15

I just ran into an error when I was using the Newtonsoft.Json SerializeObject method. It has been asked before here, but there was no answer from the people working with Newtonsoft as to why this happens.

Basically, when calling SerializeObject like this:

string json = Newtonsoft.Json.JsonConvert.SerializeObject(from, new JsonSerializerSettings() { TypeNameHandling = TypeNameHandling.All });

I get errors in a lot of Equals methods I have overridden in my classes:

public override bool Equals(object obj)
{
    if (obj == null)
        return false;

    CapacityConfiguration cc = (CapacityConfiguration)obj; // <-- TypeCastException here; other Properties of the same class are sent in as parameter!
}

And of course I realize that it's "easy" to fix, by checking like this:

public override bool Equals(object obj)
{
    if (obj is CapacityConfiguration == false)
        return false;

    CapacityConfiguration cc = (CapacityConfiguration)obj;
}

But the real question is: Why does Json.Net send in other types of objects in the Equals method of the class? More specifically, Json.Net seems to send in a lot of other properties in the class, instead of another object of the same type.

To me, it's completely weird. Any input would be appreciated.

I am using "Version 8.0.0.0" according to Visual Studio.

UPDATE 1

It's easy to test, as it is reproducible:

public class JsonTestClass
{
    public string Name { get; set; }
    public List<int> MyIntList { get; set; }

    public override bool Equals(object obj)
    {
        if (obj == null)
            return false;

        JsonTestClass jtc = (JsonTestClass)obj;
        return true;
    }
}

And then just place this code in Program.cs or anywhere else:

JsonTestClass c = new JsonTestClass();
c.Name = "test";
c.MyIntList = new List<int>();
c.MyIntList.Add(1);

string json = Newtonsoft.Json.JsonConvert.SerializeObject(c, new JsonSerializerSettings() { TypeNameHandling = TypeNameHandling.All });

and you will get the TypeCast Exception:

enter image description here

9
  • 4
    Any chance you can provide a minimal reproducible example? Aug 3 '18 at 9:08
  • 1
    Is this just to detect possible cycles in object graphs? Aug 3 '18 at 9:11
  • @LasseVågsætherKarlsen Well, I dont have that ready, no. I was running this when I was convertnig some data in my large project, so I havent made a test-project. I thought maybe it could be something well-known that someone could explain, but I will trt to put together a test and see if I can replicate it there.
    – Ted
    Aug 3 '18 at 9:11
  • 2
    In any case, the likely reason is probably that json.net is seeing if you're serializing cyclic objects (objects which (in)directly refer to themselves). Your Equals(object) method should be prepared to handle any type anyway so regardless of json.net, that is the way to do it. Aug 3 '18 at 9:14
  • I have updated my question with "UPDATE 1" above, easy to reproduce. @LasseVågsætherKarlsen Is that a guess or do you know that is a fact? Cause my initial thought was that there is a serious error...?
    – Ted
    Aug 3 '18 at 9:21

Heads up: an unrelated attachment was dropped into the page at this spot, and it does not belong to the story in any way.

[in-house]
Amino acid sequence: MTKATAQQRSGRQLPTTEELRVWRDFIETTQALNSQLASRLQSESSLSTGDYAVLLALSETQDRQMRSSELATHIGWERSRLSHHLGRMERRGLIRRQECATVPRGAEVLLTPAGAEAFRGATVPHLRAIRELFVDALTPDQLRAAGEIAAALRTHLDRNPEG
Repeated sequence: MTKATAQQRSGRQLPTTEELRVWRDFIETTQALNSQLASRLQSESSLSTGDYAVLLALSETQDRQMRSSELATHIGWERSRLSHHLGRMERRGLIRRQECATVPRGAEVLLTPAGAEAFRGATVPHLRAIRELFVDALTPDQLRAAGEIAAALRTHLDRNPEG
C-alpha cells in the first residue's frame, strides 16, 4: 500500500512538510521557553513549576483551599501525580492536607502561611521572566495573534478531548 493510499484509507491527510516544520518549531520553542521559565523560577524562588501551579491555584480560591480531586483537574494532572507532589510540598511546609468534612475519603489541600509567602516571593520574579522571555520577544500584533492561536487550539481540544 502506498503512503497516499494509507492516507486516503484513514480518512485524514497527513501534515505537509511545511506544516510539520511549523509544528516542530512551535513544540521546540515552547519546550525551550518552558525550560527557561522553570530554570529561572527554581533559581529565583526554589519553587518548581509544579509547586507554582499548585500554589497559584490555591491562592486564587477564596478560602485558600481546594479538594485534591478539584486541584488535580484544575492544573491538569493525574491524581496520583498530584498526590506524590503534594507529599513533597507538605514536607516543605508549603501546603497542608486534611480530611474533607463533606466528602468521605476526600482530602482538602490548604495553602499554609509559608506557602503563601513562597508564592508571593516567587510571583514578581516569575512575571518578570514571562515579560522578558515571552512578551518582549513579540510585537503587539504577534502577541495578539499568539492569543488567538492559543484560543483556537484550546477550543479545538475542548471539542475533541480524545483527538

17

Why will JsonConvert.SerializeObject call the object.Equals method?

Because when you use JsonConvert.SerializeObject, there is a method CheckForCircularReference which is called to check whether a property re-references your own object, leading to an infinite loop.

 private bool CheckForCircularReference(JsonWriter writer, object value, JsonProperty property, JsonContract contract, JsonContainerContract containerContract, JsonProperty containerProperty)

In the CheckForCircularReference method, part of code uses the Contains method, which will call object.Equals if your object didn't implement the IEquatable<T> interface.

bool exists = (Serializer._equalityComparer != null)
                ? _serializeStack.Contains(value, Serializer._equalityComparer)
                : _serializeStack.Contains(value);

Explanation

  1. _serializeStack is a list of objects currently being serialized.
  2. The List<T>.Contains method checks whether the current property is or isn't contained in the collection.
  3. List<T>.Contains uses EqualityComparer<T>.Default, which in turn uses IEquatable<T> if the type implements it, or object.Equals otherwise.
  4. The object value parameter is your current Property object.

Here is an example of a self-referencing loop:

public class JsonTestClass
{
    public string Name { get; set; }
    public List<int> MyIntList { get; set; }
    public JsonTestClass Test{get;set;}
    public override bool Equals(object obj)
    {
        if (obj == null)
            return false;
        JsonTestClass jtc = (JsonTestClass)obj;
        return true;
   }
}

JsonTestClass c = new JsonTestClass();
c.Name = "test";
c.Test = c;
string json = JsonConvert.SerializeObject
               (c, new JsonSerializerSettings() { TypeNameHandling = TypeNameHandling.All });

We will get an exception:

Self referencing loop detected for property 'test' with type 'Program+JsonTestClass'. Path ''.

But if we do it like this there is no error:

JsonTestClass c = new JsonTestClass();
c.Name = "test";
c.Test = new JsonTestClass();

string json = JsonConvert.SerializeObject
       (c, new JsonSerializerSettings() { TypeNameHandling = TypeNameHandling.All });
1
  • 2
    Alright, so this is by design then. Good enough for me.
    – Ted
    Aug 3 '18 at 10:31

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